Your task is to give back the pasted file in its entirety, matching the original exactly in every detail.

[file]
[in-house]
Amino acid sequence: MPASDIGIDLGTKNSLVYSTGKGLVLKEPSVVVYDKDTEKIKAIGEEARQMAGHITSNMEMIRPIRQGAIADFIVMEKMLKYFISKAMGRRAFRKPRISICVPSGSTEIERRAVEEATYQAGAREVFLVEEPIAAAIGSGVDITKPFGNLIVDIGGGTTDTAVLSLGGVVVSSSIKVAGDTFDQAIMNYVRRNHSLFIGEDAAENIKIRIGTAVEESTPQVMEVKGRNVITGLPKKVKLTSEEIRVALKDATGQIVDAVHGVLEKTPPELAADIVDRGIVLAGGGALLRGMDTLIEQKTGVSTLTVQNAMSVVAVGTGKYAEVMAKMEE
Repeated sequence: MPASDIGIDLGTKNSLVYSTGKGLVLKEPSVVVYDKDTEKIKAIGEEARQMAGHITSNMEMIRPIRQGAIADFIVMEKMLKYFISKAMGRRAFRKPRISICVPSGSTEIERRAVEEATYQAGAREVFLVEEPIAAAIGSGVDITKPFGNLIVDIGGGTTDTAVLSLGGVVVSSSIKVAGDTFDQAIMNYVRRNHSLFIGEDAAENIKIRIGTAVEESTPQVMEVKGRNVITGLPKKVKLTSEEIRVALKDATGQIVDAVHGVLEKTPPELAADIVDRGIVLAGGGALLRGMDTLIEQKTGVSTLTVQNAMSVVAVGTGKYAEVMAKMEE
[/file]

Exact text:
[in-house]
Amino acid sequence: MPASDIGIDLGTKNSLVYSTGKGLVLKEPSVVVYDKDTEKIKAIGEEARQMAGHITSNMEMIRPIRQGAIADFIVMEKMLKYFISKAMGRRAFRKPRISICVPSGSTEIERRAVEEATYQAGAREVFLVEEPIAAAIGSGVDITKPFGNLIVDIGGGTTDTAVLSLGGVVVSSSIKVAGDTFDQAIMNYVRRNHSLFIGEDAAENIKIRIGTAVEESTPQVMEVKGRNVITGLPKKVKLTSEEIRVALKDATGQIVDAVHGVLEKTPPELAADIVDRGIVLAGGGALLRGMDTLIEQKTGVSTLTVQNAMSVVAVGTGKYAEVMAKMEE
Repeated sequence: MPASDIGIDLGTKNSLVYSTGKGLVLKEPSVVVYDKDTEKIKAIGEEARQMAGHITSNMEMIRPIRQGAIADFIVMEKMLKYFISKAMGRRAFRKPRISICVPSGSTEIERRAVEEATYQAGAREVFLVEEPIAAAIGSGVDITKPFGNLIVDIGGGTTDTAVLSLGGVVVSSSIKVAGDTFDQAIMNYVRRNHSLFIGEDAAENIKIRIGTAVEESTPQVMEVKGRNVITGLPKKVKLTSEEIRVALKDATGQIVDAVHGVLEKTPPELAADIVDRGIVLAGGGALLRGMDTLIEQKTGVSTLTVQNAMSVVAVGTGKYAEVMAKMEE